Pictures of a dog chained on top of a truck bed in Okotoks have been circulating on social media.
They were posted by a concerned local, who spotted the truck on Elma street, snapped the pictures, and reported the incident to the Alberta Society for the Prevention of Cruelty to Animals (ASPCA) as well as the RCMP.
A follow-up comment from the original poster stated the RCMP responded by saying they were not able to take action, while the ASPCA said they'd launch an investigation.
Though there is no legislation explicitly forbidding the transportation of animals in truck beds, ASPCA Communications Manager Dan Kobe says there are generalized protections surrounding the transportation of animals.
"In the Animal Protection Act Regulation 14(1) it says 'No person shall load or transport an animal in a vehicle that has a box or stock rack of a strength and height that is insufficient to adequately protect and contain the animal at all times.' So in many of these situations, the animal is not properly protected. If they're on a slippery surface, if they can potentially slide off or jump out or be knocked out of the bed of a truck, that is a potential breach of the Animal Protection Act Regulations."
He says tethers are somewhat of a grey area since a tether could conceivably prevent the animal from jumping out of or being hurled from the vehicle, but there are still many risks present.
The act also prohibits exposure to "injurious heat or cold," which could also be a factor on a hot summer day.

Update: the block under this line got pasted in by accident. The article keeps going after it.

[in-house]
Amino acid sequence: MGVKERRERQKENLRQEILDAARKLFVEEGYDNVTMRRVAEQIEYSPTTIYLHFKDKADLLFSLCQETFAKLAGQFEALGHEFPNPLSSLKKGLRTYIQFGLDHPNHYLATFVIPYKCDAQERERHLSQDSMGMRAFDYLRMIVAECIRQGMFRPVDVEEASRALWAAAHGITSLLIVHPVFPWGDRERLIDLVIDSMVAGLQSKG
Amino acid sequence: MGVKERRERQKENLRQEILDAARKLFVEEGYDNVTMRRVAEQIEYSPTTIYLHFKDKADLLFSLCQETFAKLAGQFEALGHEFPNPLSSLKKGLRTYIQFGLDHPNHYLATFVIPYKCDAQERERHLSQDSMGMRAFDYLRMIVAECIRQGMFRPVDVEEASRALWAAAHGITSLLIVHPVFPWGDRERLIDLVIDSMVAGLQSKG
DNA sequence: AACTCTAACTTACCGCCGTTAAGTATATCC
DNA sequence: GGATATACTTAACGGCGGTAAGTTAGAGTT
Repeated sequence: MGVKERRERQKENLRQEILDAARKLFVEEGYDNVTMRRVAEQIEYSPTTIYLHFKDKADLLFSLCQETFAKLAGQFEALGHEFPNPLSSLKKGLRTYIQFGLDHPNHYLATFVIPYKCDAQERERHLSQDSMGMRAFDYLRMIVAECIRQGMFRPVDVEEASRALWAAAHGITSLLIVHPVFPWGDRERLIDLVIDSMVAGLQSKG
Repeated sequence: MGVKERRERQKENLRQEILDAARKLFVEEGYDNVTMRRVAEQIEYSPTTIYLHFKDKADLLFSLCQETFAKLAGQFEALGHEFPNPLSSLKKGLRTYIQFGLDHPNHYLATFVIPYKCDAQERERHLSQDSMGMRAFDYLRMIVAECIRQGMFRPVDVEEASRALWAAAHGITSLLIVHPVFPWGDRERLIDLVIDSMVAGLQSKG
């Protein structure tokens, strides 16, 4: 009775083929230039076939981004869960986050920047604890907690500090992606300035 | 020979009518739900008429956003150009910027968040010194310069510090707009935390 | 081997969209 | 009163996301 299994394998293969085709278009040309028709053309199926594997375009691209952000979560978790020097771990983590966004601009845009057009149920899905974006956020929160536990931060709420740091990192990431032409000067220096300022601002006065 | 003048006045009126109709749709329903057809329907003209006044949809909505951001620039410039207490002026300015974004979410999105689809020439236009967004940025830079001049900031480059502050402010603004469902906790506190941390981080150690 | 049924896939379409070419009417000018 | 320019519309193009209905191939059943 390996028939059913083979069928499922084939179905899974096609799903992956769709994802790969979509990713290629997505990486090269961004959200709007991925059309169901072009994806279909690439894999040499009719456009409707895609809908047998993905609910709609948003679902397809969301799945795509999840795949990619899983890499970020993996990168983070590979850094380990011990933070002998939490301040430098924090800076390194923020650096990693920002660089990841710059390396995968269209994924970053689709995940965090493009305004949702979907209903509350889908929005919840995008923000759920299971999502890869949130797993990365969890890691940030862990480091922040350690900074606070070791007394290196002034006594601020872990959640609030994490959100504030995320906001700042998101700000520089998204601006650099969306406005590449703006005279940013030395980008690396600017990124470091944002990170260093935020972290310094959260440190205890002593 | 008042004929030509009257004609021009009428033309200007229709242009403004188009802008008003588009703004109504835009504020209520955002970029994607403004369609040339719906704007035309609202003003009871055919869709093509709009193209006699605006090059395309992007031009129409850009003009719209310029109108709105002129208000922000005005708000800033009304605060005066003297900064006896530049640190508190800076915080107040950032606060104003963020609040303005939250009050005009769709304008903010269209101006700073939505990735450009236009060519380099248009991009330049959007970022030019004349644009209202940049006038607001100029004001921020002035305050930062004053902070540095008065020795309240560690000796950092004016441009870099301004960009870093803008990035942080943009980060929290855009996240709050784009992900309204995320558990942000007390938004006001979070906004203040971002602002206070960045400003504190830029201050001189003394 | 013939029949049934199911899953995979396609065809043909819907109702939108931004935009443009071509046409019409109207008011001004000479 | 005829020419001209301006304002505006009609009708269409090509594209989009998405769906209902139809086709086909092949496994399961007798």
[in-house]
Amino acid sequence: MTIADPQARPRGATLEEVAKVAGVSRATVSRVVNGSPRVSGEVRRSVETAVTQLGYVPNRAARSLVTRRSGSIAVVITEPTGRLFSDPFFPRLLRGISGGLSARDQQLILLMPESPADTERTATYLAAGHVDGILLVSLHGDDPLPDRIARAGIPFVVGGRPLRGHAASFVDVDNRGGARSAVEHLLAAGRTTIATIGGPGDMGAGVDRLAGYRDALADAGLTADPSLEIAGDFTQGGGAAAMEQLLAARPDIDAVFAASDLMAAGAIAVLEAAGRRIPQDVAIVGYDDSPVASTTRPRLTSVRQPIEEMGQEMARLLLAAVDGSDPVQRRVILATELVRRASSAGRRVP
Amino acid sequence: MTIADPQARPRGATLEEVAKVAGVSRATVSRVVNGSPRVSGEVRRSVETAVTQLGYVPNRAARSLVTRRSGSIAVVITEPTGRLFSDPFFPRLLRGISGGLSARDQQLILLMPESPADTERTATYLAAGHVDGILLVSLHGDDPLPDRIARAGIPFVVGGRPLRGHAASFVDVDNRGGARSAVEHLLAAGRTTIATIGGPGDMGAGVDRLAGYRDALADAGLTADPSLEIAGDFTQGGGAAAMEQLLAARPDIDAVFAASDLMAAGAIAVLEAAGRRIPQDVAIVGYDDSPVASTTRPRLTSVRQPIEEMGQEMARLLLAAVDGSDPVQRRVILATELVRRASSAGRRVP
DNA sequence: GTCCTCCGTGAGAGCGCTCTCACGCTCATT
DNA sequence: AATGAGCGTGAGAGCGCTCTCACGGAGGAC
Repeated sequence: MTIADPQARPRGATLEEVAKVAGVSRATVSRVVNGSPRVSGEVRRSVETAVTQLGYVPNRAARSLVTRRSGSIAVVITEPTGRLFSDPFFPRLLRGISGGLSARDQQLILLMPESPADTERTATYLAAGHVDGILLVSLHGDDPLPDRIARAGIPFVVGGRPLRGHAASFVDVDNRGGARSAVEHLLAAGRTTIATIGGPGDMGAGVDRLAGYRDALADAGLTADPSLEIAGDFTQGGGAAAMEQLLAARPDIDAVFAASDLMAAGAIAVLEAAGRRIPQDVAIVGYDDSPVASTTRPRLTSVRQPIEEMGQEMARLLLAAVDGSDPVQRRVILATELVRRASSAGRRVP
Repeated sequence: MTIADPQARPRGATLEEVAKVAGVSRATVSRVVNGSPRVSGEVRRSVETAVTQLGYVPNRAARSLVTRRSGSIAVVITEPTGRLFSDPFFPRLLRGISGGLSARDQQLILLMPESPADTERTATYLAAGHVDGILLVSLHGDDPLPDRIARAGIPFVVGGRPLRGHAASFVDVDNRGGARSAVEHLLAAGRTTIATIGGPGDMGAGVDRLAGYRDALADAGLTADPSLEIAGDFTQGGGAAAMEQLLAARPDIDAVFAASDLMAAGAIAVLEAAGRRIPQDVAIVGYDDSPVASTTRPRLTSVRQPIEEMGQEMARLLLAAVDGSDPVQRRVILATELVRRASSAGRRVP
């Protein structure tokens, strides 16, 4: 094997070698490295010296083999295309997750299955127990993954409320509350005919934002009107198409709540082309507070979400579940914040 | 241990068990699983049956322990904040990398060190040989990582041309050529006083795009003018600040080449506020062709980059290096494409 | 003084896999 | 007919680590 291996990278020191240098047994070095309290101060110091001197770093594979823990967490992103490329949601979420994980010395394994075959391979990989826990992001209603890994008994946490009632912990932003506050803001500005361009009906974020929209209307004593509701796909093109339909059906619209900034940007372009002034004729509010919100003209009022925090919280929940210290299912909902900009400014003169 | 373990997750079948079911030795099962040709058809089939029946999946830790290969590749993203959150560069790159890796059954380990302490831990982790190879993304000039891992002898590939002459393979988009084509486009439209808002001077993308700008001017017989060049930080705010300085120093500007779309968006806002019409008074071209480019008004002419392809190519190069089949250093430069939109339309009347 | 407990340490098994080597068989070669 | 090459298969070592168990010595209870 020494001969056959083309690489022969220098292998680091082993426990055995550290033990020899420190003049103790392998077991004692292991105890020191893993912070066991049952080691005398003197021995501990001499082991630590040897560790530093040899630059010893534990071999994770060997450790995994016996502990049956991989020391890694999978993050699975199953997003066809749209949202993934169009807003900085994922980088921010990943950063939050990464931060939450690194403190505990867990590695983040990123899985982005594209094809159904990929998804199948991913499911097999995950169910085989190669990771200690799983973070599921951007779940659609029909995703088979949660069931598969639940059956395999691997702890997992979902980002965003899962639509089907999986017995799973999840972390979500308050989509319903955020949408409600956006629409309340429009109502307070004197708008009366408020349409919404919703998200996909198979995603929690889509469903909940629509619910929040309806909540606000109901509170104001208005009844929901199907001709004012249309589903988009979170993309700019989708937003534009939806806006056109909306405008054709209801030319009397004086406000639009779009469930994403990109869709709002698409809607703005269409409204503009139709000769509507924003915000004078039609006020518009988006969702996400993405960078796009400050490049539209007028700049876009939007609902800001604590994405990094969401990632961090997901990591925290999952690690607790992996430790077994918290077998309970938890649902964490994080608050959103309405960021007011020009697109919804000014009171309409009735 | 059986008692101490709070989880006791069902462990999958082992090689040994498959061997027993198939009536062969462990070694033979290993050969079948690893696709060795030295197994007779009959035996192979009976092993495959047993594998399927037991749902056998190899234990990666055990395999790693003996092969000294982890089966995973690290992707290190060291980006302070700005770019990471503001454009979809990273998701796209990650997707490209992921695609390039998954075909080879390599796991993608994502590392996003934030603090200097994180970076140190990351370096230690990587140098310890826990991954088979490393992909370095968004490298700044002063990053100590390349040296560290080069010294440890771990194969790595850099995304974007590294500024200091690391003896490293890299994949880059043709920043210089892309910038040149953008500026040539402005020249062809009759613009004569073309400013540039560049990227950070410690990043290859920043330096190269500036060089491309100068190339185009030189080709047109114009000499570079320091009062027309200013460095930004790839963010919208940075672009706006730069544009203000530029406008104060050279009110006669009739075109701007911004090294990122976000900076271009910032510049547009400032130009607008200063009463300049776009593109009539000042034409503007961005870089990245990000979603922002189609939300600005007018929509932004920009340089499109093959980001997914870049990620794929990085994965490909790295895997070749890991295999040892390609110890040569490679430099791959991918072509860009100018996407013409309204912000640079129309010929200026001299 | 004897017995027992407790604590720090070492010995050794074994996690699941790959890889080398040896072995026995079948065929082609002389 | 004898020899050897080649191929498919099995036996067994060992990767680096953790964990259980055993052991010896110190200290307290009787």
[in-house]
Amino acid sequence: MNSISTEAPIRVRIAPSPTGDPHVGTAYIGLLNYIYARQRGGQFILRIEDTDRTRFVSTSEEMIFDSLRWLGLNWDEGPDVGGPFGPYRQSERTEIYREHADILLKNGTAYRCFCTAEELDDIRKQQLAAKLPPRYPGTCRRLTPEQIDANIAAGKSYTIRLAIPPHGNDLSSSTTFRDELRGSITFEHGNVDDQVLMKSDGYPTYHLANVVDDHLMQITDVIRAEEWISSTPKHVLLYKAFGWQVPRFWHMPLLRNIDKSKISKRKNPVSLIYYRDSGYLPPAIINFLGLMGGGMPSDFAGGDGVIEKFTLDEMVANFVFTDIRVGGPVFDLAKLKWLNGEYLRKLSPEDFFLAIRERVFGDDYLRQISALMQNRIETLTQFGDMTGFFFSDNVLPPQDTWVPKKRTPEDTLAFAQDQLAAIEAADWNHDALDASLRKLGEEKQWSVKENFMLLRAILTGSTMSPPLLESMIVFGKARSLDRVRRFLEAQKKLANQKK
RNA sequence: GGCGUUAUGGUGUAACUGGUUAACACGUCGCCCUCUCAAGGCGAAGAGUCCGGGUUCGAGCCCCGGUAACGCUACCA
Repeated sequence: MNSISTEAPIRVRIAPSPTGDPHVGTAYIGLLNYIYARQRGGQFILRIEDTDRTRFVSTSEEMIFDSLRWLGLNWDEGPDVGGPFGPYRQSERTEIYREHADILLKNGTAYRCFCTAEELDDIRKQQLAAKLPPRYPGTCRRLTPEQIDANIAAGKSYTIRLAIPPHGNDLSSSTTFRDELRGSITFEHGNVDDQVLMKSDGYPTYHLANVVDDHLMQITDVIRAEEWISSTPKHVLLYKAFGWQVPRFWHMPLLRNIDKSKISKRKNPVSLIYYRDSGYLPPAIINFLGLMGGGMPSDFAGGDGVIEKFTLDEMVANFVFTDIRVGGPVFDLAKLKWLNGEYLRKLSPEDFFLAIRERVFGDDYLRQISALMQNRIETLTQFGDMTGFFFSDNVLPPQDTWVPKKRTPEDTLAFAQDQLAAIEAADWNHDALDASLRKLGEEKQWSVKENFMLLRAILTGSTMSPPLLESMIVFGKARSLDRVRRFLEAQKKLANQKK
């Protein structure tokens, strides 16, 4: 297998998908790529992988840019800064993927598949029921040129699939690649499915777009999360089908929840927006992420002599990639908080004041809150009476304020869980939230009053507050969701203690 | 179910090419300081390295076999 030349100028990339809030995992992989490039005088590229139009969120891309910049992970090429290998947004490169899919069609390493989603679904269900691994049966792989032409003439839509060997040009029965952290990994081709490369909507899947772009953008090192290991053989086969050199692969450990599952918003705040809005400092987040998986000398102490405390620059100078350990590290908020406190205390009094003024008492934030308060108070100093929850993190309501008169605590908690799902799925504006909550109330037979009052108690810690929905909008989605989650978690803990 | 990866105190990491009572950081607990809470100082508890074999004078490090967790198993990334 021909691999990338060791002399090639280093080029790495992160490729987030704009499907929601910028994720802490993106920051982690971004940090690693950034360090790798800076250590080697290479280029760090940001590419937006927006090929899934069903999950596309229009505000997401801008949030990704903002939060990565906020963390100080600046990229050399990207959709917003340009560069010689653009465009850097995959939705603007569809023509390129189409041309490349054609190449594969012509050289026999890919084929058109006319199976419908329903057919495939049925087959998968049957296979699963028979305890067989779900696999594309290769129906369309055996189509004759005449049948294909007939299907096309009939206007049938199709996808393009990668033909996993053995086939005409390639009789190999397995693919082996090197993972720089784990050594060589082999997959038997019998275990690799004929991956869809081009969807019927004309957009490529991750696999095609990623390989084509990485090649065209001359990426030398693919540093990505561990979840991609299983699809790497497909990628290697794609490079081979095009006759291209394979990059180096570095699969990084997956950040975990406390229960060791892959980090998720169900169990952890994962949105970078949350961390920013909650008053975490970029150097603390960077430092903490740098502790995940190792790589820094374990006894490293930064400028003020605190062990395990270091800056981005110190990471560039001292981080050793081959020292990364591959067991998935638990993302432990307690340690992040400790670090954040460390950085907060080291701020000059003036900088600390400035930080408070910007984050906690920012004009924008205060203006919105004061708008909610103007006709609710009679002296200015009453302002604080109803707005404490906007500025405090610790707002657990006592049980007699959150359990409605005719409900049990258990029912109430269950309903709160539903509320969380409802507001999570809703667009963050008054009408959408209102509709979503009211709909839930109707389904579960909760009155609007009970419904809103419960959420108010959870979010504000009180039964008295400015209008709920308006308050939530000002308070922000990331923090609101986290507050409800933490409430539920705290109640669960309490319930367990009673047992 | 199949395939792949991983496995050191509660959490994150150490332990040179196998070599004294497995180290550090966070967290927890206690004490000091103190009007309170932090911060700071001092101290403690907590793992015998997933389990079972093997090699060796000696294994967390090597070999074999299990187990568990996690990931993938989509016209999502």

Kobe confirmed that an investigation is underway, where an officer will look at a few different factors including the length of the drive, the temperature on that day, and the manner in which the dog was secured to the vehicle.
He says the complainant did the right thing by calling them.
"We always want to hear from anyone in a situation like this. If they feel like the situation was unsafe for the animal, absolutely, one hundred per cent give us a phone call. We can follow up with the animal owner even if we can't get to the animal while they're still in the back of the truck. We can always follow up after and explain to the owner that this is a dangerous way to transport animals and a potential breach of the Animal Protection Act."
The process of investigating cases like this includes the deployment of an SPCA peace officer who checks in with the animal's owner and takes a look at the circumstances.
Kobe says education is always the first goal, with more serious action taken against owners who repeatedly violate the Animal Protection Act.
There are conceivable cases where a dog can be safely transported in the bed of a truck, though Kobe says it's never the safest option.
"Even if the dog wants to go with you on the road trip, and we know dogs love to do that, it's safer for them not to be in the bed of the truck, not at risk, because they can jump out or be thrown out if there's a collision, then they become a risk to the vehicle they're in, other vehicles on the road, and of course, they're at risk themselves. The safest place for a dog is inside a vehicle."
Calls like this are fairly common, with the ASPCA receiving two similar complaints the same day this one was filed.